Sun, Feb 11, 2024 10:30 AM
Marlborough’s Highland Dancers’ impressive moves have greeted Picton’s cruise ships this summer.
Members of the Marlborough Academy of Dance (MAD) Highland troupe have been welcoming visitors to the Top of the South in unique style.
And every time they don their kilts, the team take a step closer to getting to the Paris International Highland Gathering Championship at Disneyland Paris.
The fundraising efforts have been a big success on two fronts, says Academy director Robyn Simmons.
“One of the families that live in Picton suggested the cruise ship day performances as a fundraiser in 2019.
“I think it’s been so successful because the children are directly involved in doing the work themselves and getting extra practise in for their dancing in front of crowds.
“The dancers and bagpipes add vibrancy to Picton’s Foreshore on busy days, and it means we’re also fundraising from one-off donators that come to Marlborough…”
The Paris International Highland Gathering Championship returned from hiatus last year but at such short notice MAD decided to wait for another opportunity.
Robyn is driven to get dancers to this year’s October competition, as it also may be a final opportunity to attend.
“From what I understand Disney weren’t keen to continue hosting these competitions,” she says.
So, the fact this might be the last chance means it’s one we really want to jump on the opportunity to be a part of.
“We are still waiting on costs for the packages, so at this stage we’re just aiming to fundraise as much as possible, so whatever the costs are we have made this trip as accessible as possible for our dancers.”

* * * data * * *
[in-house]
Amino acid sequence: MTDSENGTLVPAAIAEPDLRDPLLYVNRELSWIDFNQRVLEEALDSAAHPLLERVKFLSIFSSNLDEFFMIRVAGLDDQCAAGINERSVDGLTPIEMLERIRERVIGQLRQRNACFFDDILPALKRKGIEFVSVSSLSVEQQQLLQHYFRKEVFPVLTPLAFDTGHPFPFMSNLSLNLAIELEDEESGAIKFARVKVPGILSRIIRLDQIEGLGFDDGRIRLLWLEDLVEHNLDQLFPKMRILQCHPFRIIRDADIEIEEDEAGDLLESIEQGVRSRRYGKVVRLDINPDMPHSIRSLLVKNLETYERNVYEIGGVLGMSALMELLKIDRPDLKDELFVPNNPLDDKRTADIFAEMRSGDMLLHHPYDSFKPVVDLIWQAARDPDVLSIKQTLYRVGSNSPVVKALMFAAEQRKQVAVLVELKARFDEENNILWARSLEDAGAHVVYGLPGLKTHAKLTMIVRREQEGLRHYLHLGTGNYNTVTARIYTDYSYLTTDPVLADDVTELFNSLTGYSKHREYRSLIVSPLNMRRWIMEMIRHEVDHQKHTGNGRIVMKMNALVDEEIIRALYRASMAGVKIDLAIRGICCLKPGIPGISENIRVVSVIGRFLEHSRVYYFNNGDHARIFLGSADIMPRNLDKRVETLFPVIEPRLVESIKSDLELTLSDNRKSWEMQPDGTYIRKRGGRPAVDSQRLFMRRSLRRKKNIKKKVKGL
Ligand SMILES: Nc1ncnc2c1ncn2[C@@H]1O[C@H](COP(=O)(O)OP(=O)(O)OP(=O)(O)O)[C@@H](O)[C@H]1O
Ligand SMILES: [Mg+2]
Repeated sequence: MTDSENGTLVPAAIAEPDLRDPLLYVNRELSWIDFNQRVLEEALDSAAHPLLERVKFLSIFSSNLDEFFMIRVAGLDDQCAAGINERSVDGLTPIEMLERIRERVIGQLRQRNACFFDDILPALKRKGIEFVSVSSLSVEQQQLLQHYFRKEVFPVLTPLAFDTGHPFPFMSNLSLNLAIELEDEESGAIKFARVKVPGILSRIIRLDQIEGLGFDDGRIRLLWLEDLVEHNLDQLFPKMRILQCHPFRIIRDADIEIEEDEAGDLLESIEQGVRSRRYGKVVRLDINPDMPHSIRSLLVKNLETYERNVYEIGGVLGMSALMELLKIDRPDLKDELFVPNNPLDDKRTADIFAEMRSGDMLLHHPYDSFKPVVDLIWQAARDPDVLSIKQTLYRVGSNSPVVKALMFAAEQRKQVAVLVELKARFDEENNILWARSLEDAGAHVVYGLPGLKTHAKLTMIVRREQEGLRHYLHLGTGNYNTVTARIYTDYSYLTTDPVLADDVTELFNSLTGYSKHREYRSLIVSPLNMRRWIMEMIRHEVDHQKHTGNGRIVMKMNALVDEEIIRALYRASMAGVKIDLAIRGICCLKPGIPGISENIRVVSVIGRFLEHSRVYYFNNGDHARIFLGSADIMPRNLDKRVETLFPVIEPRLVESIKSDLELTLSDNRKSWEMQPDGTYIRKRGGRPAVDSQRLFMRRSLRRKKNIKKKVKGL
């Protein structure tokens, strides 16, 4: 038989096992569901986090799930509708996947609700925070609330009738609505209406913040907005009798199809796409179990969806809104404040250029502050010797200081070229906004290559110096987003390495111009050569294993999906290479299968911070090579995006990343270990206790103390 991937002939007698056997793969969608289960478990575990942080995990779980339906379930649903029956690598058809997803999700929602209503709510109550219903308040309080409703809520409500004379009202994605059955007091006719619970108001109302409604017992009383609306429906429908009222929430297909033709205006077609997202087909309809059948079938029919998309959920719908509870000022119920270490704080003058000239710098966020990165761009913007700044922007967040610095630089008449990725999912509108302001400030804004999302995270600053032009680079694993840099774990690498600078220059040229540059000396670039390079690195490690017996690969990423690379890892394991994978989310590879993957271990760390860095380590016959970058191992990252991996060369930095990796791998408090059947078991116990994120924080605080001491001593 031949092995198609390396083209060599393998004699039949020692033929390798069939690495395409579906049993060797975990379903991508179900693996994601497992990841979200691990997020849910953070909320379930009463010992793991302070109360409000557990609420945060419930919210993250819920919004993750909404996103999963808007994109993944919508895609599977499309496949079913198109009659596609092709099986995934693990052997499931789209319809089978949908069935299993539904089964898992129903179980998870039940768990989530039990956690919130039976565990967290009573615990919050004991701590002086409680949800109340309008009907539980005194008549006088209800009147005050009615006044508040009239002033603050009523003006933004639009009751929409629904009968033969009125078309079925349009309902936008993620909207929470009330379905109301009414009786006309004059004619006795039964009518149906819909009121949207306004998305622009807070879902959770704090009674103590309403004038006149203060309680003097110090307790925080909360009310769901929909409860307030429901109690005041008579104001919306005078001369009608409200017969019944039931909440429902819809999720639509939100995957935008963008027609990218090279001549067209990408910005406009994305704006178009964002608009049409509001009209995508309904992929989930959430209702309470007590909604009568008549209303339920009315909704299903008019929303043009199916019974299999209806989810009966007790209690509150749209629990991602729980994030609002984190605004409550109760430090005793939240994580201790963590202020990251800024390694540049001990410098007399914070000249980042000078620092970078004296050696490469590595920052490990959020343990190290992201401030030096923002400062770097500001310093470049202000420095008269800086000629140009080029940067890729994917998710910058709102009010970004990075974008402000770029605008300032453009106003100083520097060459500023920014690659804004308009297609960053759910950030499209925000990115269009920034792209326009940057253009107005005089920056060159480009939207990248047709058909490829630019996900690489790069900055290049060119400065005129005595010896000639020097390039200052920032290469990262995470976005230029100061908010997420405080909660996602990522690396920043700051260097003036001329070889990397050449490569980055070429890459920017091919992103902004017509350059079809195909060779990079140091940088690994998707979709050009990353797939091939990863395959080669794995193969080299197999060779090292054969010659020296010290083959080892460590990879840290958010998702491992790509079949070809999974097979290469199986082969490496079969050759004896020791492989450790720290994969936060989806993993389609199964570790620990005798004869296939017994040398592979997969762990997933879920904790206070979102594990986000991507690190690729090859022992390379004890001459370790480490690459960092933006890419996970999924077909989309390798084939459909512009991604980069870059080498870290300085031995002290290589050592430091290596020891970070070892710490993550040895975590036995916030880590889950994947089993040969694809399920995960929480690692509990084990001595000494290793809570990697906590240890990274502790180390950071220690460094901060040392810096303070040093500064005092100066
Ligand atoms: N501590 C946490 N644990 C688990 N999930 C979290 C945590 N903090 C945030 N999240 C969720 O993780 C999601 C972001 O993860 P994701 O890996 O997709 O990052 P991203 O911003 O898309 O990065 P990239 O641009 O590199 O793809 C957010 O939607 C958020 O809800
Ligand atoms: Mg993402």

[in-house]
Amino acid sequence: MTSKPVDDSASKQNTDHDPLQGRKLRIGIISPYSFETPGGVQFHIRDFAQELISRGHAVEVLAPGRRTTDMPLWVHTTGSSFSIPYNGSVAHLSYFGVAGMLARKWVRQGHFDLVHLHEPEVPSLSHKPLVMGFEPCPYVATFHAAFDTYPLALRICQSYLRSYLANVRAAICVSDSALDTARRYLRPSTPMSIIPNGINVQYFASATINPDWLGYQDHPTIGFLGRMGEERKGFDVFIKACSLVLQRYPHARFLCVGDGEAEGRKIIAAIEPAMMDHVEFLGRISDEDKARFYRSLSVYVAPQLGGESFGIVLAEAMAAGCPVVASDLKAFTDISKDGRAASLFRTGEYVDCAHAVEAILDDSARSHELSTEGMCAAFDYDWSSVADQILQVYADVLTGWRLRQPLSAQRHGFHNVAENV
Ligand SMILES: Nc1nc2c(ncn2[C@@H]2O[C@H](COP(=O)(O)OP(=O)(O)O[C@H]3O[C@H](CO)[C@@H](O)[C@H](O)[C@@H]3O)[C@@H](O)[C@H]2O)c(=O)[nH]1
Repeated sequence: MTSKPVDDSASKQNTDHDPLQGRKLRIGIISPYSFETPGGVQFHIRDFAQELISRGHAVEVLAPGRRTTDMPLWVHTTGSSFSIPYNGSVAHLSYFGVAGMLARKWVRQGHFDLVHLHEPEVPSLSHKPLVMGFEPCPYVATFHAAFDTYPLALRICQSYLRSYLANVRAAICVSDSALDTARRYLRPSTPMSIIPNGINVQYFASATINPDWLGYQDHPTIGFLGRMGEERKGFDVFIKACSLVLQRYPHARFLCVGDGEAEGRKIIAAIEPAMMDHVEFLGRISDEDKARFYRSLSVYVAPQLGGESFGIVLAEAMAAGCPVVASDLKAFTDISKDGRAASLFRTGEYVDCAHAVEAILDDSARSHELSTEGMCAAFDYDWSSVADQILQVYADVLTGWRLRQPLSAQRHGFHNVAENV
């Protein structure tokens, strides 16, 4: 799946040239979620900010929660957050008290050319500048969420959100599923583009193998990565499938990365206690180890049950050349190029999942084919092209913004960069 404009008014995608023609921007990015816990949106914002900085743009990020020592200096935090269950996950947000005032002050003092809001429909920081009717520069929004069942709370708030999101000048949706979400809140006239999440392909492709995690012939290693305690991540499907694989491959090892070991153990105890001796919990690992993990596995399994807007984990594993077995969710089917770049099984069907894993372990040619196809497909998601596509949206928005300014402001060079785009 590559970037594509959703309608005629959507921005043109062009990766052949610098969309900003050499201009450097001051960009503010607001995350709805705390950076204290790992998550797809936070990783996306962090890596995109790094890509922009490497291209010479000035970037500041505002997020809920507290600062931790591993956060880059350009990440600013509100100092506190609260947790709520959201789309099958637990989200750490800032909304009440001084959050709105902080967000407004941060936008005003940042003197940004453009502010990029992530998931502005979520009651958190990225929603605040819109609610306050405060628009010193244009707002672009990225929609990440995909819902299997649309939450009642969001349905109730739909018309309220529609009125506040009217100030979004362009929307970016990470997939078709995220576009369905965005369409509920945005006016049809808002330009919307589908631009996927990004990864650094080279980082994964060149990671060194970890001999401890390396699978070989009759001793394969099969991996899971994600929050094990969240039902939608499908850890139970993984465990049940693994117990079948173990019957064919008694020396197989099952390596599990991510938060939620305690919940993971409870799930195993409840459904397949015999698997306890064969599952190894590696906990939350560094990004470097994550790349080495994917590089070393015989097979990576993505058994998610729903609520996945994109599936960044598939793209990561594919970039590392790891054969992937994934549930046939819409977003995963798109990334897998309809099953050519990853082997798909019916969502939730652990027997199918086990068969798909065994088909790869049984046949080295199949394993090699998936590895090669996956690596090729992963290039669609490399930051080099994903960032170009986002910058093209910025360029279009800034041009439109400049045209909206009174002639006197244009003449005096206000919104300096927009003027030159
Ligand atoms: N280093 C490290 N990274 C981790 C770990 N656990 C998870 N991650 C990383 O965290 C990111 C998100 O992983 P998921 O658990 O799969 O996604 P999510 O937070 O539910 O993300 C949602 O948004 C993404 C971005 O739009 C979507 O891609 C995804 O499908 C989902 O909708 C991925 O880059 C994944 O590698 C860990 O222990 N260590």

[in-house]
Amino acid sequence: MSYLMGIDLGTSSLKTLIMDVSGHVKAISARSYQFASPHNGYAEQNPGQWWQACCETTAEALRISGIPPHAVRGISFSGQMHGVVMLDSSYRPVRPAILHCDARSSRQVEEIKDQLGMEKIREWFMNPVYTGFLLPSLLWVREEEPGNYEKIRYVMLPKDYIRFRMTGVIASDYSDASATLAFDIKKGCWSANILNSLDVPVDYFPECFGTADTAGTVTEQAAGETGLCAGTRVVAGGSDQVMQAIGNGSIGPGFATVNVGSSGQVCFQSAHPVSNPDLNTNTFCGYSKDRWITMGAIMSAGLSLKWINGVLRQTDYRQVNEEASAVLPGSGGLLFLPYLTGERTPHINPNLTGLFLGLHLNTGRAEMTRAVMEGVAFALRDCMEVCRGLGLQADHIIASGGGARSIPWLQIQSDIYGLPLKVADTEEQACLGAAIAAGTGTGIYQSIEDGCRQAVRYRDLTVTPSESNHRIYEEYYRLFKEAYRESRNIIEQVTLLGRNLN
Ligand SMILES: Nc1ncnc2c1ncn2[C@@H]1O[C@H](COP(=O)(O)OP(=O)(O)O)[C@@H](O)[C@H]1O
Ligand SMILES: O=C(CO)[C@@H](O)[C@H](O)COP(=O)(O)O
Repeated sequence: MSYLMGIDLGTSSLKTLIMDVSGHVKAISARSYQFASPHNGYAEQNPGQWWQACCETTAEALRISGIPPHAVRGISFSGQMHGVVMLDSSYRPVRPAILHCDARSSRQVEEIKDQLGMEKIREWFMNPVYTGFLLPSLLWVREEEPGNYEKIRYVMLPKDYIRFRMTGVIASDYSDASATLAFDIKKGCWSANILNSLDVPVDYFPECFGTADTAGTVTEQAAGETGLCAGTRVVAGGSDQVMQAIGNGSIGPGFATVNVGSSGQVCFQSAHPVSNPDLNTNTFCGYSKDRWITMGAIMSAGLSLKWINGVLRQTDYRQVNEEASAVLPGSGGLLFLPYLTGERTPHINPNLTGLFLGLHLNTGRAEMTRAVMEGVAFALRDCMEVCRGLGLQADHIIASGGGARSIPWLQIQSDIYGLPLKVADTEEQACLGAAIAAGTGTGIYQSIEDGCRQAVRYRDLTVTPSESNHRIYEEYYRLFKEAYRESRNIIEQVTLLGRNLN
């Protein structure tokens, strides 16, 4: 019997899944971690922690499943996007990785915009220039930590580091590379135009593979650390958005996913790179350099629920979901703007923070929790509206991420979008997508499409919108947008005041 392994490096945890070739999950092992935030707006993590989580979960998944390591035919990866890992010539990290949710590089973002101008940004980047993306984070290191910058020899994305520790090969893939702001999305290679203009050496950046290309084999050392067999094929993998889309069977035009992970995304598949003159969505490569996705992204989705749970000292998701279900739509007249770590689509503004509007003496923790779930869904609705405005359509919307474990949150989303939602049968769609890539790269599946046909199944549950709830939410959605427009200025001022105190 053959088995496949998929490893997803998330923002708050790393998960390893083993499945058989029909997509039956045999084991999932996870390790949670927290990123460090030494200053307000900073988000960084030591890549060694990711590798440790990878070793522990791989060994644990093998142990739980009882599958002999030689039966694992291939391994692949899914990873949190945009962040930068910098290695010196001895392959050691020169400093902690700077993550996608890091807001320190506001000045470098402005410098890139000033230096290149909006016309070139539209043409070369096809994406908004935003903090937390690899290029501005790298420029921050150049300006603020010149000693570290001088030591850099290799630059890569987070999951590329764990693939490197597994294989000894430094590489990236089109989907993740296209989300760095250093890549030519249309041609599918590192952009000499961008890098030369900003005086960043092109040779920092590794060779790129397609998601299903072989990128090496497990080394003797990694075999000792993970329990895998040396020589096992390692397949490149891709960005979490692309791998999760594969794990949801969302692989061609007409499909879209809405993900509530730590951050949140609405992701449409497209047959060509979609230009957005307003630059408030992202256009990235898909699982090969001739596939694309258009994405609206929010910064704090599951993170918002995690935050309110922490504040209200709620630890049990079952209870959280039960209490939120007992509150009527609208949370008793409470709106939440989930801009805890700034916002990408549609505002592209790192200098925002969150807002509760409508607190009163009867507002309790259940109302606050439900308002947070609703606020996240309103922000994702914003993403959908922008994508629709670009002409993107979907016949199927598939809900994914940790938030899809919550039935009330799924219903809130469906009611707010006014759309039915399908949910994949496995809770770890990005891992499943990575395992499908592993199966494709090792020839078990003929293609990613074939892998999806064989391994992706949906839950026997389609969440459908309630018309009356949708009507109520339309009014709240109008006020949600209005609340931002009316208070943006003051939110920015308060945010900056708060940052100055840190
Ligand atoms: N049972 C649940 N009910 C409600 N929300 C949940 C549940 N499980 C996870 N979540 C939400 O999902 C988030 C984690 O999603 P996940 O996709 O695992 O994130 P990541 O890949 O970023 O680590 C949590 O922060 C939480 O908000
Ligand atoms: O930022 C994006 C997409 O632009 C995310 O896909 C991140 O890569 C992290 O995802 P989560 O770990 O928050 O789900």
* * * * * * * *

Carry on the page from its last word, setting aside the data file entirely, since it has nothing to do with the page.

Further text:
The competition sees solo, duos and group dancers choreograph dances to Disney songs.
Robyn says the dancers are doing their homework by watching Disney films for inspiration.
“The dancers have been planning what songs and characters they are keen to dance as, and so our preparation is about to start and I’m eager to see what they come up with.”
“The competition is very different from the usual idea of Highland dancing which is usually very structured.
“But we have such a blend of styles all in one place and do our Academy-wide production including choreography which they are definitely capable in taking on.”
Robyn says comparing themselves to other studios entering is difficult to do before arriving, but she says she has faith the effort and dedication shown during training, dancing or fundraising efforts is a positive sign.
“The event has been dominated by Northern Hemisphere studios because it’s on their doorstep, and I’m under no illusions - it will be a very high standard of choreography and dance.”
“We need to get the fundraising done first so we can get as many of our dancers to Paris as possible, but they work really hard and have a great reputation in New Zealand, so I know they’ll do us proud.”
And spectators had nothing but complements for the dancers last Thursday.
“I just sent a video to my daughter who used to do Highland dancing and told her to get her son into it – it’s just lovely to see kids out here dancing”, said one spectator.
“I heard the pipe music and saw the crowd watching which drew me in, and I’ve been thoroughly impressed and entertained”, said another.